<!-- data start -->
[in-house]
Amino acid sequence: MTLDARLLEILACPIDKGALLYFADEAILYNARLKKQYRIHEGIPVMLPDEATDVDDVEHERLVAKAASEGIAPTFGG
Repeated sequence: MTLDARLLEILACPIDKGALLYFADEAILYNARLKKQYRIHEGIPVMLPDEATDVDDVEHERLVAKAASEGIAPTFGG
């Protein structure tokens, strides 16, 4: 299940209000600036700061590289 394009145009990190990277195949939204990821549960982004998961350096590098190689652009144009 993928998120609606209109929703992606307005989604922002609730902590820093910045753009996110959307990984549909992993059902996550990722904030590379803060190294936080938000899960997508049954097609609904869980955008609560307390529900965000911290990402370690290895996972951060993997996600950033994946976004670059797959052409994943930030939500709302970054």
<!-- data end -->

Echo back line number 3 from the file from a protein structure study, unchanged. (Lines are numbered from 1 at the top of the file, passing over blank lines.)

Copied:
Repeated sequence: MTLDARLLEILACPIDKGALLYFADEAILYNARLKKQYRIHEGIPVMLPDEATDVDDVEHERLVAKAASEGIAPTFGG